This Is Why John Buscema Was A Better Artist Than You

Years, and I mean years, ago I remember having an argument in a comic book store in Melbourne with some idiot who spent the better part of the afternoon trying to convince me that John Buscema wasn’t as good an artist as, say, Jim Lee or Rob Liefeld, or anyone from Image for that matter.  As is the way with such people nothing I said would sway his opinion, so I simply gave up and allowed him to ramble on and on, much to the growing amusement of people around him.  Not to denigrate Liefeld, or Lee for that matter, but I’m sure that Rob would agree that he’s nowhere near as good an artist as the late John Buscema.  And here’s why.

What follows are prime examples of what Big John would do to warm up before he began drawing proper.  Most artists will go entire careers and not get near this level of expertise, and this is John in his downtime.  This is John just fooling about, getting his poses and anatomy right before he commits the pencil to the page for publication.  This is why John Buscema was always a better artist than the majority of his peers when he was alive, and, if alive, would still a better artist than the bulk of those working today.  Look upon these warm-up sketches and learn something – practice makes perfect.  There wasn’t a day when John wouldn’t draw something, even if it was just this kind of sketching.  Good art isn’t about splashy pages with lots of smoke and explosions; it’s about being able to convey emotion into your work.   Plus John Buscema could tell you more about his art in one sketch than anyone can in a thousand words, and if you don’t believe me, then you just don’t know great art when you see it.



Kid said…
I've got to agree with those sentiments.
Ian Miller said…
If anyone wants to see some more Buscema sketches, check out this page:

You can get lost for hours on there.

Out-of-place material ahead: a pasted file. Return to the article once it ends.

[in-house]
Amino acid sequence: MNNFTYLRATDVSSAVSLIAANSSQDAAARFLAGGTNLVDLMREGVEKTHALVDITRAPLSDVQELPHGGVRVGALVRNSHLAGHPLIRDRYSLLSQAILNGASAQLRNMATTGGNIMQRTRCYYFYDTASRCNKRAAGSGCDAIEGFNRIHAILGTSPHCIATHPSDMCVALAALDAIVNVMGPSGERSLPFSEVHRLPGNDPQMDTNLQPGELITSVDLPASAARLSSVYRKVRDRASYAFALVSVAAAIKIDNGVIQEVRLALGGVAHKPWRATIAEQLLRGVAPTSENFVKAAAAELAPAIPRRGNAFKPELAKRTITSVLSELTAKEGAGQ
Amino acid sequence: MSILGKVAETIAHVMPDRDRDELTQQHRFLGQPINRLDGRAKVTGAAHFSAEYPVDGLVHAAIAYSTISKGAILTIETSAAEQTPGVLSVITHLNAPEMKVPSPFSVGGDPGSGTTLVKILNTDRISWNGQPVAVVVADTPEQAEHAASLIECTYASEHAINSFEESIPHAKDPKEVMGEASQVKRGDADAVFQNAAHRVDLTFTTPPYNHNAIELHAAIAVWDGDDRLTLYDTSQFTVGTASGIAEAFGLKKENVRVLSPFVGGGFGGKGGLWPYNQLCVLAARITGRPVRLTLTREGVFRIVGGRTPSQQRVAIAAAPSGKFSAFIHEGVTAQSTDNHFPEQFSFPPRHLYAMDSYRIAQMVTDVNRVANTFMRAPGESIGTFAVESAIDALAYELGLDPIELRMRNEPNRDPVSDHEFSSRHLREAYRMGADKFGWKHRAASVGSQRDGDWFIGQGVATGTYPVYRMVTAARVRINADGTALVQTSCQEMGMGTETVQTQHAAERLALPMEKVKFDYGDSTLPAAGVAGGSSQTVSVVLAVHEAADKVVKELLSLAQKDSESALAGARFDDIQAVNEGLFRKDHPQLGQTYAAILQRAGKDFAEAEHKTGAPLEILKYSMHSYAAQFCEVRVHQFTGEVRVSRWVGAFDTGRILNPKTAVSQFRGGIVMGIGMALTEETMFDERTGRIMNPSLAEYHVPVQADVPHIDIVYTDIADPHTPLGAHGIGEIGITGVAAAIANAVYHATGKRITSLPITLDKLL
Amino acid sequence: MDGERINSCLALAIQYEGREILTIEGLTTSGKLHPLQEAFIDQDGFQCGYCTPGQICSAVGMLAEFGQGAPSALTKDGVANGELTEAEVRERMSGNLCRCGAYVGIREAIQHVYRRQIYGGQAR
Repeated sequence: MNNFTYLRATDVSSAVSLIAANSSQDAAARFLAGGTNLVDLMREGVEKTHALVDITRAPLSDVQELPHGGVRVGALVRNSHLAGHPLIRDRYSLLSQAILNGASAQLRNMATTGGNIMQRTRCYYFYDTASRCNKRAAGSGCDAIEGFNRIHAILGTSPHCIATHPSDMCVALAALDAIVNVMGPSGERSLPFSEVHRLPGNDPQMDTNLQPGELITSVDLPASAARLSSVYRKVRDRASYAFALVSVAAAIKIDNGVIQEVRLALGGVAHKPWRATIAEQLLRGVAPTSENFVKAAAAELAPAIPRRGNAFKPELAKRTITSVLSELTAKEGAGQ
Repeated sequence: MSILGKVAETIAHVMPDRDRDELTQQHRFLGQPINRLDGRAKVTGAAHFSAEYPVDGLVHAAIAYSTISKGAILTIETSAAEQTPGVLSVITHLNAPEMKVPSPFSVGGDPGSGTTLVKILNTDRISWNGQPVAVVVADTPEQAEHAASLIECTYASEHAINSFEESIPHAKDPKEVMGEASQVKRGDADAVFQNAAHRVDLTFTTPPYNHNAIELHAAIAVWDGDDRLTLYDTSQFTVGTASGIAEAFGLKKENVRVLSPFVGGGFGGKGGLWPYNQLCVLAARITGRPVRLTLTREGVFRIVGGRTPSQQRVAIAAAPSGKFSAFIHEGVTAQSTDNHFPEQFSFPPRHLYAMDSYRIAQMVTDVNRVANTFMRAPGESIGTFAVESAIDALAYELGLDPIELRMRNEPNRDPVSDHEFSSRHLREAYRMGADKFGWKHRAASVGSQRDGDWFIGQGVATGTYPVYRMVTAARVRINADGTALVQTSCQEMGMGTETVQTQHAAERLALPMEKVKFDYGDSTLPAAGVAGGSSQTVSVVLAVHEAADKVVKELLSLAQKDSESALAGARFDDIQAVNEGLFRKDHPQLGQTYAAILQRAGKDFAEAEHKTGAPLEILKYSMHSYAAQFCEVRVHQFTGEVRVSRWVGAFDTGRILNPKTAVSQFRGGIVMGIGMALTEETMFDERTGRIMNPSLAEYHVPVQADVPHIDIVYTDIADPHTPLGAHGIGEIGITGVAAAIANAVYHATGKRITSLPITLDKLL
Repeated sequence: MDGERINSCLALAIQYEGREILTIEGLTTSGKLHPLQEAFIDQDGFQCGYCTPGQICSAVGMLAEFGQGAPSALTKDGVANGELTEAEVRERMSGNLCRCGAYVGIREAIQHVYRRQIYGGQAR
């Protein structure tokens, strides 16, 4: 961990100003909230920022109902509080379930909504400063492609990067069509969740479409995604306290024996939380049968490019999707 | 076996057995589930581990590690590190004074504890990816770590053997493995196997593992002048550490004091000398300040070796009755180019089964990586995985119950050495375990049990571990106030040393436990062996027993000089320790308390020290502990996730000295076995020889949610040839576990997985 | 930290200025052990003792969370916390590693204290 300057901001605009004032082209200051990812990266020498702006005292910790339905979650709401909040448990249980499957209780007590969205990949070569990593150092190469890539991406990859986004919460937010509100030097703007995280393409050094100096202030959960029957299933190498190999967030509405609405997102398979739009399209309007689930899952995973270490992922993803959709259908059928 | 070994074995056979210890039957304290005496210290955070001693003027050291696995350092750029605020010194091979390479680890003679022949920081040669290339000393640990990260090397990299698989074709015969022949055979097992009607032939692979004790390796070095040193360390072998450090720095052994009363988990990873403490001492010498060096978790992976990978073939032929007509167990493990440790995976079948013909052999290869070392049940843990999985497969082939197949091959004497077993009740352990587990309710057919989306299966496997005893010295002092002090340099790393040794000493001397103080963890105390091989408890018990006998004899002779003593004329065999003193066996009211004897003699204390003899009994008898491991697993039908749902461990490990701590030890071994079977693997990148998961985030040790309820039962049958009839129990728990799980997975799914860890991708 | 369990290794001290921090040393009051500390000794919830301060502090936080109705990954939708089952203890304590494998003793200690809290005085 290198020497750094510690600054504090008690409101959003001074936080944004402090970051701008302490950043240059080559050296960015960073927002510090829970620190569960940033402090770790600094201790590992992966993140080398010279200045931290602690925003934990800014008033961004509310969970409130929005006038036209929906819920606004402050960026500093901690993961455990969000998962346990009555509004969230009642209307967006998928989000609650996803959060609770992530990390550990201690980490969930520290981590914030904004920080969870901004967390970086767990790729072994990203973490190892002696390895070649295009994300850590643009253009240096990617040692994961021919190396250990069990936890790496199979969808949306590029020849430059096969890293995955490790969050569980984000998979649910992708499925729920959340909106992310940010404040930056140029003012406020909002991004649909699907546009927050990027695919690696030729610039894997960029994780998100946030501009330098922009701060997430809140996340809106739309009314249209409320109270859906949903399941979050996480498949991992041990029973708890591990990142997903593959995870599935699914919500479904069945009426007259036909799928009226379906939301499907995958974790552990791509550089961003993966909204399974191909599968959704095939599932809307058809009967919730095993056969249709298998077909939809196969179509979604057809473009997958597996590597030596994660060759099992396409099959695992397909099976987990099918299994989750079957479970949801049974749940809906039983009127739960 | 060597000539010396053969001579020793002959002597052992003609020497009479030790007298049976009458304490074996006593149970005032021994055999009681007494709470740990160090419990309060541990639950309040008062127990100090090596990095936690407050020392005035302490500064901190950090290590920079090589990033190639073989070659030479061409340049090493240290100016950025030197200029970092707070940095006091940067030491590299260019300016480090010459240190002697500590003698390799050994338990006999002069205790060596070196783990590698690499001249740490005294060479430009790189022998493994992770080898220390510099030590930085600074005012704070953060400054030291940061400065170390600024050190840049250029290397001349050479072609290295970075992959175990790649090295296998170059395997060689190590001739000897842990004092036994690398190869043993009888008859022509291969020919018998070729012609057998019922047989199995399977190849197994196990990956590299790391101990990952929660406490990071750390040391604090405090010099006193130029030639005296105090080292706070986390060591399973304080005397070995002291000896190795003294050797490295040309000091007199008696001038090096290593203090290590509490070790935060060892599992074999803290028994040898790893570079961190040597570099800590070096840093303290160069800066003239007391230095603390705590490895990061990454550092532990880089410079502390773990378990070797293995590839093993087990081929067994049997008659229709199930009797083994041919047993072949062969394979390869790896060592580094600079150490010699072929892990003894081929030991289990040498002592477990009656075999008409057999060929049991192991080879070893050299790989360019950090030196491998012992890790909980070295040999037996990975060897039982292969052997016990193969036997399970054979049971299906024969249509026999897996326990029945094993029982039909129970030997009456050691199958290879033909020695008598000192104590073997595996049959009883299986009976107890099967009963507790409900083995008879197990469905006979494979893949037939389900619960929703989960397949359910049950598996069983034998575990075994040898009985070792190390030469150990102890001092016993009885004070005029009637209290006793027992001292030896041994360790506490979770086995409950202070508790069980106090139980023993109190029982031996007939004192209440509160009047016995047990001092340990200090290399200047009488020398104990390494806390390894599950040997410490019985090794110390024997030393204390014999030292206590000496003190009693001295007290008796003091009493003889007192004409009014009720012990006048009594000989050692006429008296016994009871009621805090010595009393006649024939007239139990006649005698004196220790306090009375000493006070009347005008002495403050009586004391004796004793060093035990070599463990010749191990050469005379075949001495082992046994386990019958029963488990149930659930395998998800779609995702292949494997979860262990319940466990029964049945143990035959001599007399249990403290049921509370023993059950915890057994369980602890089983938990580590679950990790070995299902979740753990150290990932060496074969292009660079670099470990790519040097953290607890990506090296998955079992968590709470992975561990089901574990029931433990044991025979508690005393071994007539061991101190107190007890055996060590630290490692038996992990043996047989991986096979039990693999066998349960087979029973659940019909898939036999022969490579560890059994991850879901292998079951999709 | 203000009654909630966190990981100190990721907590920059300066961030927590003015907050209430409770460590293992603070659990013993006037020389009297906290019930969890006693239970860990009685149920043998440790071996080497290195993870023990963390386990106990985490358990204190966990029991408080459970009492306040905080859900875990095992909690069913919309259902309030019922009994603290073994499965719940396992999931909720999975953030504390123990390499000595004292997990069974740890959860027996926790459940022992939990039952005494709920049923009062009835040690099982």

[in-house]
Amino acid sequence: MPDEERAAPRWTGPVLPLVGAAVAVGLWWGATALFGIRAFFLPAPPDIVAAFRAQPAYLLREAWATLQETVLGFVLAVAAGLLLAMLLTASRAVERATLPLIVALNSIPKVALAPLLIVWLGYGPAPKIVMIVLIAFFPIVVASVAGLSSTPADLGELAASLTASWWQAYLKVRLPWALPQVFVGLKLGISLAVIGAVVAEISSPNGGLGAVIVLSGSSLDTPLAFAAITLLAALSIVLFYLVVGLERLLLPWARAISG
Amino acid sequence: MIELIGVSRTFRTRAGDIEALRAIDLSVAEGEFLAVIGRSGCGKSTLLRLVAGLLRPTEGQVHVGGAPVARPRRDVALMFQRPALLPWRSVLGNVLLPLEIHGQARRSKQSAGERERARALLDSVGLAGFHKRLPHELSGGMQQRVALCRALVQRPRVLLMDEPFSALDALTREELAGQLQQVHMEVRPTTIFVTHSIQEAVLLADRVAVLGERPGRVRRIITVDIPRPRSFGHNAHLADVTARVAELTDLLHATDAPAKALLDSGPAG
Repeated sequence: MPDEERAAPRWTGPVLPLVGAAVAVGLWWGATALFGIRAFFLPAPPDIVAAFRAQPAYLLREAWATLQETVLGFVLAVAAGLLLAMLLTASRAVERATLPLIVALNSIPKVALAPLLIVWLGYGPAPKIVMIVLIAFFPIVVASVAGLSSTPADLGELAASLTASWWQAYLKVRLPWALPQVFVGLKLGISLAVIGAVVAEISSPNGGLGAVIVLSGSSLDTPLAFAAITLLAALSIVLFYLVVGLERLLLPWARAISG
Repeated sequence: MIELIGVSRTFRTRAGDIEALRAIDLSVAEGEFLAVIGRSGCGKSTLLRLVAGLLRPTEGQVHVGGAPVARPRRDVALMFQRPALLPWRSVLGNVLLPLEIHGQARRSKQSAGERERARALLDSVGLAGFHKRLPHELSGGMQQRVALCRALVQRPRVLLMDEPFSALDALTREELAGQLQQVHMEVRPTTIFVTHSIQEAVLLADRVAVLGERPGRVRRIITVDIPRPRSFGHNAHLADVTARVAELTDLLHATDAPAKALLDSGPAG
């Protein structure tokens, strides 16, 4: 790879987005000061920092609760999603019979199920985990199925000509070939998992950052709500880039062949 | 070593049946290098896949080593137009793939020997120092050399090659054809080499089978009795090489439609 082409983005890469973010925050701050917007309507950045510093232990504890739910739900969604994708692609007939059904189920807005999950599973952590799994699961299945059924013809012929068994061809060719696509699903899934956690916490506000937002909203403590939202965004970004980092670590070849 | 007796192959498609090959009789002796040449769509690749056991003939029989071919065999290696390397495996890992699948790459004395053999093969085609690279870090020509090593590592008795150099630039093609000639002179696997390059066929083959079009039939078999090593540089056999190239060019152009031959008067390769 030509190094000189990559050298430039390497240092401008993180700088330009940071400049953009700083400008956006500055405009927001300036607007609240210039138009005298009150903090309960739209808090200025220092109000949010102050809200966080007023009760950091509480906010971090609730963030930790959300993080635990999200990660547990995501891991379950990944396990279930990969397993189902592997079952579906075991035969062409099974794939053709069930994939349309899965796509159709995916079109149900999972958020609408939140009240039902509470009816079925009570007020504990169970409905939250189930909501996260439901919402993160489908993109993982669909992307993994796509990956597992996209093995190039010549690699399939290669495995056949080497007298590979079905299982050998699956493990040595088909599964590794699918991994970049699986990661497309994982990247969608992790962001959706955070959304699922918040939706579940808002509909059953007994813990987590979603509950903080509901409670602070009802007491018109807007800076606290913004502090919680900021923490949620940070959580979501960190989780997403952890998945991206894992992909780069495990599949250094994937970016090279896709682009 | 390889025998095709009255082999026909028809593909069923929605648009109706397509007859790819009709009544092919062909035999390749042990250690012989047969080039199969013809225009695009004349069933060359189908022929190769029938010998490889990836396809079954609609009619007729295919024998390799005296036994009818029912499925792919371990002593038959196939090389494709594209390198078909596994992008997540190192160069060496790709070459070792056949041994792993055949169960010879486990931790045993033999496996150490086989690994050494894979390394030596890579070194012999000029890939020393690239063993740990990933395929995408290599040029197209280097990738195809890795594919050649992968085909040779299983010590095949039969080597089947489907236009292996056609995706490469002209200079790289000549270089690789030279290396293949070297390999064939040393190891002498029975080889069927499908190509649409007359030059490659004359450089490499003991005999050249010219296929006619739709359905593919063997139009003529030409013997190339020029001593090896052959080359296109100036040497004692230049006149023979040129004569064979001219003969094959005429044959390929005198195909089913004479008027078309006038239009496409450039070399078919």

Richard Guion said…
Wow, love to see this stuff, always heard about his back page drawings. Thanks also for the wordpress blog, Ian!
Gilbert Garcia said…
Some people today are really enamored by the style of the modern artists today like Jim Lee and his contemporaries...but they do have a somewhat limited concept of what is good art. They belong to those who believe that as long as you can draw all those little lines and details, that already makes great art and artist...but with John, all he needs are a few lines to convey mood and detail with out cluttering up the page with unnecessary details.
ashaist said…
Couldn't agree with your more Gilbert. He took King Kirby's movement and polished it like a diamond. Simple, pure, aesthetic penciling.
Although it's apparent that he was influenced by Kirby,they were really more like chalk and cheese.He had a naturalistic style that made you believe they were real human beings,not comic book characters.It's difficult to compare him to other artists with realistic styles,like Neal Adams,who was technically superior in figure drawing,but he lacked John Buscema's depth in facial expression.

Popular posts from this blog


Yogi Bear's Sexuality Explained

We Made The Washington Post!

Previous Posts!

Show more